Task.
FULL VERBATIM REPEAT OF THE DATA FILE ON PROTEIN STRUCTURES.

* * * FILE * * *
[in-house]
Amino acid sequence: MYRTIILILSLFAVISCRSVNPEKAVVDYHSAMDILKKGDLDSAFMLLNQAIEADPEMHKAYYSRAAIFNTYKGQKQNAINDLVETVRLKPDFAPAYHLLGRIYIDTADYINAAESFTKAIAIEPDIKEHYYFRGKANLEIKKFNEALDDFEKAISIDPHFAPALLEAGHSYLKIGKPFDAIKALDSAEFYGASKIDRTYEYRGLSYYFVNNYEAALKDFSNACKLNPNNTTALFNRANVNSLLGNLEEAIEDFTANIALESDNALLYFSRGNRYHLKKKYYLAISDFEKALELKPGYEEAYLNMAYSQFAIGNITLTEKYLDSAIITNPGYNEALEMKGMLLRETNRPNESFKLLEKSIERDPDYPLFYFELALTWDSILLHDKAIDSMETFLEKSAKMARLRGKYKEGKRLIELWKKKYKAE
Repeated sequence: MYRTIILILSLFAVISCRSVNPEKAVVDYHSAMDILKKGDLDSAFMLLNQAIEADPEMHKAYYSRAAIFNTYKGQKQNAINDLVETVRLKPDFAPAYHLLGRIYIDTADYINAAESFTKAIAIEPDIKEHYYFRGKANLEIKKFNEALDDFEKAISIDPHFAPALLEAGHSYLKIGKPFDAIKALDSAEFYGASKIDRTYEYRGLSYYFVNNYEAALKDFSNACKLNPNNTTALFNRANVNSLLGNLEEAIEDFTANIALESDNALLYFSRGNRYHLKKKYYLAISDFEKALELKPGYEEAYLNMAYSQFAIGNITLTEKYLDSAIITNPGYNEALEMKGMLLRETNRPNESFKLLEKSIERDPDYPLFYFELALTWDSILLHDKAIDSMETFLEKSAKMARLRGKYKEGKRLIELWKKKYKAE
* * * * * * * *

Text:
[in-house]
Amino acid sequence: MYRTIILILSLFAVISCRSVNPEKAVVDYHSAMDILKKGDLDSAFMLLNQAIEADPEMHKAYYSRAAIFNTYKGQKQNAINDLVETVRLKPDFAPAYHLLGRIYIDTADYINAAESFTKAIAIEPDIKEHYYFRGKANLEIKKFNEALDDFEKAISIDPHFAPALLEAGHSYLKIGKPFDAIKALDSAEFYGASKIDRTYEYRGLSYYFVNNYEAALKDFSNACKLNPNNTTALFNRANVNSLLGNLEEAIEDFTANIALESDNALLYFSRGNRYHLKKKYYLAISDFEKALELKPGYEEAYLNMAYSQFAIGNITLTEKYLDSAIITNPGYNEALEMKGMLLRETNRPNESFKLLEKSIERDPDYPLFYFELALTWDSILLHDKAIDSMETFLEKSAKMARLRGKYKEGKRLIELWKKKYKAE
Repeated sequence: MYRTIILILSLFAVISCRSVNPEKAVVDYHSAMDILKKGDLDSAFMLLNQAIEADPEMHKAYYSRAAIFNTYKGQKQNAINDLVETVRLKPDFAPAYHLLGRIYIDTADYINAAESFTKAIAIEPDIKEHYYFRGKANLEIKKFNEALDDFEKAISIDPHFAPALLEAGHSYLKIGKPFDAIKALDSAEFYGASKIDRTYEYRGLSYYFVNNYEAALKDFSNACKLNPNNTTALFNRANVNSLLGNLEEAIEDFTANIALESDNALLYFSRGNRYHLKKKYYLAISDFEKALELKPGYEEAYLNMAYSQFAIGNITLTEKYLDSAIITNPGYNEALEMKGMLLRETNRPNESFKLLEKSIERDPDYPLFYFELALTWDSILLHDKAIDSMETFLEKSAKMARLRGKYKEGKRLIELWKKKYKAE